- The Washington Times - Wednesday, February 6, 2008

ANALYSIS/OPINION:

To say it has been a terrible year for the National Republican Congressional Committee is an understatement. On Jan. 1, when House Republicans began their first year since 1994 as the minority party, the NRCC was $14.4 million in debt. Compared to the Democratic Congressional Campaign Committee, whose borrowings during the late stages of the 2006 campaign paid huge electoral dividends in the form of a 31-seat pick-up and a solid majority, NRCC endgame borrowings proved politically futile and merely saddled the erstwhile cash cow with a mountain of debt. After the DCCC outraised the NRCC by nearly $7 million during the first half of 2007 ($36.4 million vs. $29.5 million), the DCCC generated an $11 million fund-raising advantage during the second half of the year ($31.1 million vs. $20.1 million). For the entire year, the DCCC raised $67.5 million, while the NRCC collected less than $50 million.

With only $5.5 million in cash-on-hand at year-end (and a debt of nearly $3 million), the NRCC has become a shadow of its former self. Its net cash position barely exceeded $2.5 million at the end of 2007. By contrast, the DCCC had $35.1 million in cash-on-hand and a debt of $1.4 million, giving it a net cash position of $33.7 million, which was nearly 13 times the size of the NRCC’s. Worth noting is that election-handicapper Charlie Cook currently ranks 10 Republican-held open seats as electoral toss-ups. Not a single Democratic-held seat is ranked so precariously.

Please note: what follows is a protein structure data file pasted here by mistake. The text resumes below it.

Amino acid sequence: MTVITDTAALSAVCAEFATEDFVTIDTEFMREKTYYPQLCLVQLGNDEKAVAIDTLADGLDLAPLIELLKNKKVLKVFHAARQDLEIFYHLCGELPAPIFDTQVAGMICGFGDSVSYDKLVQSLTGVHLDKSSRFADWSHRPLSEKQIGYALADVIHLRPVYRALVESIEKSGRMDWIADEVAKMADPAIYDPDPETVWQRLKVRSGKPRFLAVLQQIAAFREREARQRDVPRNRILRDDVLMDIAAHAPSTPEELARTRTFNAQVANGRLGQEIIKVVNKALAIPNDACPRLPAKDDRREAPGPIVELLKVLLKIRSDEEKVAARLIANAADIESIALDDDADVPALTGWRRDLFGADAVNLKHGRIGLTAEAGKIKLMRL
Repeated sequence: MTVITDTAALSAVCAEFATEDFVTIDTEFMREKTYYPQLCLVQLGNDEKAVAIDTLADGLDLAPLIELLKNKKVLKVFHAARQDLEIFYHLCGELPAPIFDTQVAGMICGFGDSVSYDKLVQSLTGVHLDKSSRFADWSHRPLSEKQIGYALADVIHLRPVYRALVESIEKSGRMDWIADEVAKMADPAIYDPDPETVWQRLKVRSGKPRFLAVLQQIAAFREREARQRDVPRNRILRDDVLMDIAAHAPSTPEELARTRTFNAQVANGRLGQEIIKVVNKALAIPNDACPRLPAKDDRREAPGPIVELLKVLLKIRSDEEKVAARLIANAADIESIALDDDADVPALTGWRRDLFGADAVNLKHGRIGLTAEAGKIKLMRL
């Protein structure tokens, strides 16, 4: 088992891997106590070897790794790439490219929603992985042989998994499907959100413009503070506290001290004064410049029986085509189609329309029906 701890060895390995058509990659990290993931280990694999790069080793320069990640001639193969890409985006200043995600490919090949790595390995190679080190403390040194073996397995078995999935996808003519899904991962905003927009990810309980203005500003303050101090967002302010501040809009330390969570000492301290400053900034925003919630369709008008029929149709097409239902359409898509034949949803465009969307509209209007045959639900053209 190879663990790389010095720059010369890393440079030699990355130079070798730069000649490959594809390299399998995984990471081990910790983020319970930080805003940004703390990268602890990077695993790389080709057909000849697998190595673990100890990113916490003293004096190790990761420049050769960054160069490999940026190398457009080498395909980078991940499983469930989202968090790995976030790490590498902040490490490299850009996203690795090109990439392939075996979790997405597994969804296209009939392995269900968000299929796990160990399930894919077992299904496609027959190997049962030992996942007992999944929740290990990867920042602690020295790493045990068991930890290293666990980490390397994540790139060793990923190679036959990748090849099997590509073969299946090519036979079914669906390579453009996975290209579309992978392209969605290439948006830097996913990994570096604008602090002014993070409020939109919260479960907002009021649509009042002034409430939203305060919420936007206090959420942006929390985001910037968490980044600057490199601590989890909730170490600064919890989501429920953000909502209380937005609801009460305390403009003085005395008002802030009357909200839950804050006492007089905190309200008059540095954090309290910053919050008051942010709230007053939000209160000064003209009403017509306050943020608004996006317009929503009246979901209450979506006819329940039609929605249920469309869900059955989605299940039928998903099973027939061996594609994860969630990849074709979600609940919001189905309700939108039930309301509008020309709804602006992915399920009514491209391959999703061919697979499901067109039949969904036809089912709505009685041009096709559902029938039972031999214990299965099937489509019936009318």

In 2005, the most recent “off-election” year, when Republicans held a 30-seat majority in the House and 100 percent of all committee and subcommittee chairmanships, the NRCC raised $65 million, which was 52 percent more than the DCCC’s $42.9 million. During the 2003 “off-election” year, which was the first year that soft-money contributions to national party committees were illegal, the NRCC’s advantage was even bigger: $72.6 million vs. $28.6 million. Thus, a $44 million NRCC fund-raising advantage four years ago suddenly evolved into a DCCC advantage of $18 million in 2007. That’s an annual net change of $62 million.

If the economy enters a recession this year (thus putting most of the 32 Republican-held seats that Mr. Cook ranks as “likely Republican” or “lean[ing] Republican” into the “toss-up” or “lean[ing] Democratic” categories), the DCCC’s large and growing fund-raising and cash-on-hand advantages conceivably could leverage the economic downturn and generate a Republican political defeat this November so large that the 2006 debacle would seem like the good old days.

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